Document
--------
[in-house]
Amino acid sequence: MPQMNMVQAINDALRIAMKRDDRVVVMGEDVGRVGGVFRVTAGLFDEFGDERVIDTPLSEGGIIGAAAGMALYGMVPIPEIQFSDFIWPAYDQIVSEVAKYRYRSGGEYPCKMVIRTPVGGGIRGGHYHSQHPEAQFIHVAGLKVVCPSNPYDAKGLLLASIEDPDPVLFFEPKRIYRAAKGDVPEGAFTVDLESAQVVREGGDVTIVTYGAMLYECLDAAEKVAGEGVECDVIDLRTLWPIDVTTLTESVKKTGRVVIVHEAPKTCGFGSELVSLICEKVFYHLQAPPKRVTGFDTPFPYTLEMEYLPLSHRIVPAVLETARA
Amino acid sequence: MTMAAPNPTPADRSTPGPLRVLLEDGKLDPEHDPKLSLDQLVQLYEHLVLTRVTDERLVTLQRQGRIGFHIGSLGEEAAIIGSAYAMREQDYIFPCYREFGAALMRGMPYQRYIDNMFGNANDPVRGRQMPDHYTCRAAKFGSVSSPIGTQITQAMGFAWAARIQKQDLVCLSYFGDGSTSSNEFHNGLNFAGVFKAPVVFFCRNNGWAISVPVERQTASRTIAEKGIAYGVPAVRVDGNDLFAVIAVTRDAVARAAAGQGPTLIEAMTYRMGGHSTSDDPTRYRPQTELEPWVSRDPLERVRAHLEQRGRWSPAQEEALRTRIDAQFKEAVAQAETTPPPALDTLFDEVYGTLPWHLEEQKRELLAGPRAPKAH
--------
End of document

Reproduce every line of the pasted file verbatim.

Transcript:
[in-house]
Amino acid sequence: MPQMNMVQAINDALRIAMKRDDRVVVMGEDVGRVGGVFRVTAGLFDEFGDERVIDTPLSEGGIIGAAAGMALYGMVPIPEIQFSDFIWPAYDQIVSEVAKYRYRSGGEYPCKMVIRTPVGGGIRGGHYHSQHPEAQFIHVAGLKVVCPSNPYDAKGLLLASIEDPDPVLFFEPKRIYRAAKGDVPEGAFTVDLESAQVVREGGDVTIVTYGAMLYECLDAAEKVAGEGVECDVIDLRTLWPIDVTTLTESVKKTGRVVIVHEAPKTCGFGSELVSLICEKVFYHLQAPPKRVTGFDTPFPYTLEMEYLPLSHRIVPAVLETARA
Amino acid sequence: MTMAAPNPTPADRSTPGPLRVLLEDGKLDPEHDPKLSLDQLVQLYEHLVLTRVTDERLVTLQRQGRIGFHIGSLGEEAAIIGSAYAMREQDYIFPCYREFGAALMRGMPYQRYIDNMFGNANDPVRGRQMPDHYTCRAAKFGSVSSPIGTQITQAMGFAWAARIQKQDLVCLSYFGDGSTSSNEFHNGLNFAGVFKAPVVFFCRNNGWAISVPVERQTASRTIAEKGIAYGVPAVRVDGNDLFAVIAVTRDAVARAAAGQGPTLIEAMTYRMGGHSTSDDPTRYRPQTELEPWVSRDPLERVRAHLEQRGRWSPAQEEALRTRIDAQFKEAVAQAETTPPPALDTLFDEVYGTLPWHLEEQKRELLAGPRAPKAH